1. I was raised Catholic too. I used to like to go to the rosary prayers they held each evening in May. It was just me and some little old ladies. I liked sitting in the almost empty church. That was about it. I don’t know about too much else, but I don’t want NOT to believe. I know that if I ask my deceased mother-in-law for something, I usually get it. She was religious and it seems to be working for her (and for me, through her.)

    1. Oh I’m completely inconsistent in my beliefs or lack thereof…whenever I lose something, the first thing I do is start whining to St. Anthony. I am totally a fair weather Catholic.

  2. Goodness me I moved in across the street from my superduperreligous cousin’s family a few years back and their daughter wasn’t allowed to spend the night because Hot Joe and I weren’t married yet and Rachel made it very clear to Noah that his mom was sinning. They were 8. When he was five she informed him that his ‘dad’ was going to hell for being a sinner (when he cheated on me and took on a newer more exciting life with a new broad). She used to tell him she cried for his soul because he wouldn’t accept Jesus into his heart and she really wanted to be able to hang out with him in heaven but instead he was going straight to hell (we are of Jewish background but I have no beliefs). I finally told my cousin if he and his wife (who I love dearly – my cousin is 2 years older, with five siblings, and we grew up 2 blocks from each other) didn’t cut that crap out Noah would be banned from their home.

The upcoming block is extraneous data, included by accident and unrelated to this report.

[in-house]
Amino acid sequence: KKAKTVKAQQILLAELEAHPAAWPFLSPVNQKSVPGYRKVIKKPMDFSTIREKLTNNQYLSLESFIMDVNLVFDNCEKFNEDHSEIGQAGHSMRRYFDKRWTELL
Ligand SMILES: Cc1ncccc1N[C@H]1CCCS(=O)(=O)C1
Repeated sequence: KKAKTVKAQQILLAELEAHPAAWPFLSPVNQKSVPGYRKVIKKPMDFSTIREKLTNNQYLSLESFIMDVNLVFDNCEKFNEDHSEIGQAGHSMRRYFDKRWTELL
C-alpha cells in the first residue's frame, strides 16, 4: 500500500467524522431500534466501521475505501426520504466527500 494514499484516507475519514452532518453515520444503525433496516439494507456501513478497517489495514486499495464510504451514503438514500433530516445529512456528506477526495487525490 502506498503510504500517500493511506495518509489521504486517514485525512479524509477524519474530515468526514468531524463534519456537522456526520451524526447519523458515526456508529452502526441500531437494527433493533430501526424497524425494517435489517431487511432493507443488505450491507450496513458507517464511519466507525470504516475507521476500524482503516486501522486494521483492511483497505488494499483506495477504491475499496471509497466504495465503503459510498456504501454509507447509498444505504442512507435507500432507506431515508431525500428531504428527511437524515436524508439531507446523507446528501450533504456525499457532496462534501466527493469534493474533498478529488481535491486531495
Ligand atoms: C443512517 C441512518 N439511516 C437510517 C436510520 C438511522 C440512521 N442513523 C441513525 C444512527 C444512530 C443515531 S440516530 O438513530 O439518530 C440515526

1. Yowsa! I’ve had a few people tell me they were going to pray for me, but nothing like this. My 18-month-old son has yet to accept Jesus into his heart…I’ll have to get to work on that to avoid his eternal damnation.